• MatthewCollins_

    Codecademy is complete and utter garbage for being able to learn anything. it is far from easy to learn because the tutorials are written by people who know nothing about how to write instructions.
    The tutorials (Aka TRACKS) are written in such an overly obnoxious cryptic manner, that you wind up spending more time trying to decrypt what you’re being asked to do that the focus of the lesson shifts from, the lesson, to trying to figure out what you’re supposed to be doing. The other part of this problem is that people actually use the excuse that, the tracks are written like that to help you learn. But then again people are idiots.
    The other reason the tracks are pointless is because they have so many contradictions in their lessons it’s not even funny. For starters the lessons tell you things about what you’re doing, that even when you apply what the lesson said to a review, the review tells you that what you did is wrong.
    The forum on that site is filled with way too questions that should not even be being asked. You’re also told to use other resources to help you, however that is another problem in itself.
    Here is an example of why using another resource for what you’re working on is a horrible idea and should not ever be suggested unless what you’re working on is directly connected. and I don’t me connected as in it’s the same type of thing, I mean directly connected as if the lesson you’re currently doing is continued on where you’re told to go.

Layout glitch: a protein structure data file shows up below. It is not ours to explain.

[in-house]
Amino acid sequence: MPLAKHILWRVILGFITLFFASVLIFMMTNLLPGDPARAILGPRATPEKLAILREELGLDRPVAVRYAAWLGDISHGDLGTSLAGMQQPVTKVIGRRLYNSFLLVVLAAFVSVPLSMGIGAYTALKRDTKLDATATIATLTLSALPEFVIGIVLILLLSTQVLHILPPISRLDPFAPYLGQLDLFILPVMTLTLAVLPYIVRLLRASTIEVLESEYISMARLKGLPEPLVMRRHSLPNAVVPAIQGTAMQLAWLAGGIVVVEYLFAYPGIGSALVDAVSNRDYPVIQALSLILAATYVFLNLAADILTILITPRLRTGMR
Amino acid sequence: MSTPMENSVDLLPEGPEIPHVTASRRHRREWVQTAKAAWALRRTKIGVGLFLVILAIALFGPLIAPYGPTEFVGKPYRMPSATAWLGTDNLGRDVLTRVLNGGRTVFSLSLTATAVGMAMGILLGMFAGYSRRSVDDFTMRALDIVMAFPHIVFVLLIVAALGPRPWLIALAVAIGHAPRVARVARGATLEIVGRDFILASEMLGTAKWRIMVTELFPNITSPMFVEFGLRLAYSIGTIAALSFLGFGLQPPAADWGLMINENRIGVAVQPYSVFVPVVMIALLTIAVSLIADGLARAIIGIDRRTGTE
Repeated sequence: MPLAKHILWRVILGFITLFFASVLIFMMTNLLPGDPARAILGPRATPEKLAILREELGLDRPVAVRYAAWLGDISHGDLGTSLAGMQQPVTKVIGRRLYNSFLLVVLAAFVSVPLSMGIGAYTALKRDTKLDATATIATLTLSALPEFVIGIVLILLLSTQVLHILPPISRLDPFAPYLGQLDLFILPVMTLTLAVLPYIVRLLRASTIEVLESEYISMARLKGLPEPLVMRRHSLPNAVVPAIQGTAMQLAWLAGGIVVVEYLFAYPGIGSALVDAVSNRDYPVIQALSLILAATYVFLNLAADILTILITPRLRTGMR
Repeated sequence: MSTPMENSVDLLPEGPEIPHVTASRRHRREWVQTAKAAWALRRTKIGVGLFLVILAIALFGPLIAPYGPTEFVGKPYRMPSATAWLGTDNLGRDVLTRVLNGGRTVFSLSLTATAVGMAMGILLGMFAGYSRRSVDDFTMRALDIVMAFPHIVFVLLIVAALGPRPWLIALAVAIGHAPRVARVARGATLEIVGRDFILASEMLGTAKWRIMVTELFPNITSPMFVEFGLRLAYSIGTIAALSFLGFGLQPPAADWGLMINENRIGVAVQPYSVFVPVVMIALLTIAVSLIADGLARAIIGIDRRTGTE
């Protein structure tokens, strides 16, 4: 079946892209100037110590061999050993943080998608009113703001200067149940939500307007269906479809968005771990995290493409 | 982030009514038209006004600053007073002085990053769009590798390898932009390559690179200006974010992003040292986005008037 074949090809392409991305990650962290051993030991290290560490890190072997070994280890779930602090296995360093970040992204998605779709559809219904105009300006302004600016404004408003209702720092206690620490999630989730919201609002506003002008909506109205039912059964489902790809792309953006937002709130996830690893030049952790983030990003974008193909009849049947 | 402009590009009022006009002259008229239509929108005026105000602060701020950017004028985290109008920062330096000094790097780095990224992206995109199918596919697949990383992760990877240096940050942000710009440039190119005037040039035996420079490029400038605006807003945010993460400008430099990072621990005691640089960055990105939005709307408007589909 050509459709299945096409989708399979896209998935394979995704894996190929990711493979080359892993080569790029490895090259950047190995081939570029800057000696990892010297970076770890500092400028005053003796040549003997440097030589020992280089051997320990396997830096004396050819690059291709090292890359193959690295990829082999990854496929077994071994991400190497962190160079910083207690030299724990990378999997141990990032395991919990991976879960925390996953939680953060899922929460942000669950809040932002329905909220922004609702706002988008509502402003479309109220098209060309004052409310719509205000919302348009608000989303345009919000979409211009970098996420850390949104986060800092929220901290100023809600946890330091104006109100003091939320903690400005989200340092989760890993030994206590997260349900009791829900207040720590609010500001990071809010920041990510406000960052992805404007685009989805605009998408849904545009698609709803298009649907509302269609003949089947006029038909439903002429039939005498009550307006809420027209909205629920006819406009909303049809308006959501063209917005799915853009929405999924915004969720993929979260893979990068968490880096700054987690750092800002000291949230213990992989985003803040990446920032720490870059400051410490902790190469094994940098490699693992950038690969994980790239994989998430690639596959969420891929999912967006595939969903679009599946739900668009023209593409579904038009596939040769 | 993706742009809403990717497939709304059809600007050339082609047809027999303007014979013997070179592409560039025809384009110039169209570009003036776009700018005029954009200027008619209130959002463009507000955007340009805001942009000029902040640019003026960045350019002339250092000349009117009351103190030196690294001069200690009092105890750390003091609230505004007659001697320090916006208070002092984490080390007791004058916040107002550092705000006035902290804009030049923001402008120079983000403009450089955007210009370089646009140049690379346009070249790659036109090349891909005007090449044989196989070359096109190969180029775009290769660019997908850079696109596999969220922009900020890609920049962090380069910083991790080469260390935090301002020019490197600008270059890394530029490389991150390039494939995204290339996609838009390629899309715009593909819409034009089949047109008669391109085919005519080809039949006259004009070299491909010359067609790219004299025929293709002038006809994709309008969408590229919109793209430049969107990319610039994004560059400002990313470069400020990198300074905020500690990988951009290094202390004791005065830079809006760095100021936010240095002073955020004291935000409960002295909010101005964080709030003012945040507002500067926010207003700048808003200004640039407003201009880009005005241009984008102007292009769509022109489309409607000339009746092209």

So here is what I ran into with outside resources.
    I was working on the Ruby for beginners lessons, and I came to something that had mentioned to use an !, and it was also not the first time the Ruby tracks I was working on had had me use an ! .
    Now when i had a problem with something, someone mentioned try going to (Insert source) to get some perspective. Now at first people don’t see what the problem is, however the resource I went to, while looking for the information about what I was currently working on, I came across information that said any time you see a ! in a script that means it will change the script forever and it basically said not to touch anything that had a ! in a script because it can mess up a program. So in other words it’s warning you that an ! is for that specific reason and it shouldn’t be messed with.
    So now having that information, and never finding what i was looking for to help me, I go back to the ruby Tracks I’m working on, and i come to a lesson that starts telling me to use ! in the answer but it has a completely different use and doesn’t even mention the information I found in the other resources. Anf then further on in a nother track I find the lesson asking me to use an ! again but it now has an a completely different reason and use for it.
    So as you can see anyone that tells you to go look up something somewhere else, to something you’re not directly working on and that isn’t directly linked, is an extremely bad idea and causes more problems than there already are.
    I’ve gone through as much of the tutorials/tracks that i can but instead of learning I’m met with aggravation and incorrect grammar in tutorials that aren’t written correctly or clear, and the people are hiding behind the excuse of that’s how you learn, all to justify the poorly written tutorials that are literally way too difficult to decrypt.

    Overall I give codecademy a 1 out of 10 because I’m not really learning anything and I really don’t see the point they serve. If a siete is going to say you can learn this easy, then it needs to be this way because it’s a false label.